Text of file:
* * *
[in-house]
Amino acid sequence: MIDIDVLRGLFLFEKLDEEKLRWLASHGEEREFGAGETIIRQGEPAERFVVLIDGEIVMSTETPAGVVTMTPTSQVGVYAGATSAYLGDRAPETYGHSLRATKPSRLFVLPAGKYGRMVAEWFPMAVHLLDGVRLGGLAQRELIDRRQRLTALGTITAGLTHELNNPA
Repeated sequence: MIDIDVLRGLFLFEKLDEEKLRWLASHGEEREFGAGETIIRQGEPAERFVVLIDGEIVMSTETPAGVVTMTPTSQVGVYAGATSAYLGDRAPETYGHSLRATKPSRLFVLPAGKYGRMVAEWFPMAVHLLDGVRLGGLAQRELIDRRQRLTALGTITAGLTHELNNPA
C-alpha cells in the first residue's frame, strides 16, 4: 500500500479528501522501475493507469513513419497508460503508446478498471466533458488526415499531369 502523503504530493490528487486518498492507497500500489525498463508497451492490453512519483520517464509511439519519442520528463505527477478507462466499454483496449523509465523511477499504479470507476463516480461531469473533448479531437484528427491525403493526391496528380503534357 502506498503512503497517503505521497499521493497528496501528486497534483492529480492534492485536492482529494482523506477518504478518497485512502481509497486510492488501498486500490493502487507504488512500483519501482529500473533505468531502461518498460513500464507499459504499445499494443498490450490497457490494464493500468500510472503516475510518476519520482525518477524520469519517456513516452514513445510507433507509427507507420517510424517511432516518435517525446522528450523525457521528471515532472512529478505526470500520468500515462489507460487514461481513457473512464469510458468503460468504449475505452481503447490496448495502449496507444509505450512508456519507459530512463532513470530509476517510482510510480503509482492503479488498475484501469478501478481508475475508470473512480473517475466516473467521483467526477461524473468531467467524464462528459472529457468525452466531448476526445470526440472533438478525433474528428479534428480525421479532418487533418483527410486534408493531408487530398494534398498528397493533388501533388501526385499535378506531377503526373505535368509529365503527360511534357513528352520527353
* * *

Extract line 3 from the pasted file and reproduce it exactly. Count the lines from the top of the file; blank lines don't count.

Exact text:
Repeated sequence: MIDIDVLRGLFLFEKLDEEKLRWLASHGEEREFGAGETIIRQGEPAERFVVLIDGEIVMSTETPAGVVTMTPTSQVGVYAGATSAYLGDRAPETYGHSLRATKPSRLFVLPAGKYGRMVAEWFPMAVHLLDGVRLGGLAQRELIDRRQRLTALGTITAGLTHELNNPA